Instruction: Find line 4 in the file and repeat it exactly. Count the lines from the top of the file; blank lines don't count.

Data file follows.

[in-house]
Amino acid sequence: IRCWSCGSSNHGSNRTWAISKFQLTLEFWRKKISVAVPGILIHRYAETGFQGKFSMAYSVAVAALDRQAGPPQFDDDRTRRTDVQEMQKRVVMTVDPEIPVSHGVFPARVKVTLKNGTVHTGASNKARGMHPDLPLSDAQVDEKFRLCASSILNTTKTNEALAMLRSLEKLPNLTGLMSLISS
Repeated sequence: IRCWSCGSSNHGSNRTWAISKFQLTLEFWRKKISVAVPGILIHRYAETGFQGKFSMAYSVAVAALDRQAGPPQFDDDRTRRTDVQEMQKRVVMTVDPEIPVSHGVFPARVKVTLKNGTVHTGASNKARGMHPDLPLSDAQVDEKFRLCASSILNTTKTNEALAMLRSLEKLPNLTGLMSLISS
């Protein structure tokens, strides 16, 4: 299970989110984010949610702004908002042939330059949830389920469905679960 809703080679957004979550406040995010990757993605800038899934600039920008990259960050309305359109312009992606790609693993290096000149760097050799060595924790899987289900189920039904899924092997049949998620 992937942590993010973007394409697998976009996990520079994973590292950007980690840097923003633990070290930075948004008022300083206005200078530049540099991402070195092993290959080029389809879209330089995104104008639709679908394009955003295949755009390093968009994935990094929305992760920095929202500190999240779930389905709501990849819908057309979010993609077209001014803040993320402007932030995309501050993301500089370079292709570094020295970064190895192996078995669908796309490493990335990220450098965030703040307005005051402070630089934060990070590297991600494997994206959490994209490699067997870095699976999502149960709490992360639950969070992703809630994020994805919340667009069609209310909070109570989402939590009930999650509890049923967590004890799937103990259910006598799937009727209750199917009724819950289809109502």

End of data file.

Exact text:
């Protein structure tokens, strides 16, 4: 299970989110984010949610702004908002042939330059949830389920469905679960 809703080679957004979550406040995010990757993605800038899934600039920008990259960050309305359109312009992606790609693993290096000149760097050799060595924790899987289900189920039904899924092997049949998620 992937942590993010973007394409697998976009996990520079994973590292950007980690840097923003633990070290930075948004008022300083206005200078530049540099991402070195092993290959080029389809879209330089995104104008639709679908394009955003295949755009390093968009994935990094929305992760920095929202500190999240779930389905709501990849819908057309979010993609077209001014803040993320402007932030995309501050993301500089370079292709570094020295970064190895192996078995669908796309490493990335990220450098965030703040307005005051402070630089934060990070590297991600494997994206959490994209490699067997870095699976999502149960709490992360639950969070992703809630994020994805919340667009069609209310909070109570989402939590009930999650509890049923967590004890799937103990259910006598799937009727209750199917009724819950289809109502």